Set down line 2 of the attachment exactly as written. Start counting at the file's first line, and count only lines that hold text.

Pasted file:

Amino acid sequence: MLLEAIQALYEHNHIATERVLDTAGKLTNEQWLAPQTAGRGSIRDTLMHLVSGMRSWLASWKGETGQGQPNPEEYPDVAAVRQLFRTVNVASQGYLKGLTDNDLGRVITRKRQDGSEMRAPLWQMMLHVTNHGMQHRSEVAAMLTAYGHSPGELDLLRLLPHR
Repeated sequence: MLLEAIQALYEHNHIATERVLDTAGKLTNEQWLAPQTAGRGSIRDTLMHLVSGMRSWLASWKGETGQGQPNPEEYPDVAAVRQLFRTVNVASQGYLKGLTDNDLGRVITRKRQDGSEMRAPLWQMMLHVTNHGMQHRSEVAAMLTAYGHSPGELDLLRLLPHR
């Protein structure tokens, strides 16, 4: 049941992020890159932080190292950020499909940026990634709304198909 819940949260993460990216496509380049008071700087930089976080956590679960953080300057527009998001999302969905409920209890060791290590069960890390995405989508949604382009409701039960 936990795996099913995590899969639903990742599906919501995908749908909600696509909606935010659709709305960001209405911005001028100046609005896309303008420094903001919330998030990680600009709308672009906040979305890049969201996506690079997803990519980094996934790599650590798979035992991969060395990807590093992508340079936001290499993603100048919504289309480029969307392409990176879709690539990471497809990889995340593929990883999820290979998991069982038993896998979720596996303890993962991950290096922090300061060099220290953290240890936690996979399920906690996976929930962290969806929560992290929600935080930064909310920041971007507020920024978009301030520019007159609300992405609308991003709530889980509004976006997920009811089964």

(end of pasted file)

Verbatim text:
Repeated sequence: MLLEAIQALYEHNHIATERVLDTAGKLTNEQWLAPQTAGRGSIRDTLMHLVSGMRSWLASWKGETGQGQPNPEEYPDVAAVRQLFRTVNVASQGYLKGLTDNDLGRVITRKRQDGSEMRAPLWQMMLHVTNHGMQHRSEVAAMLTAYGHSPGELDLLRLLPHR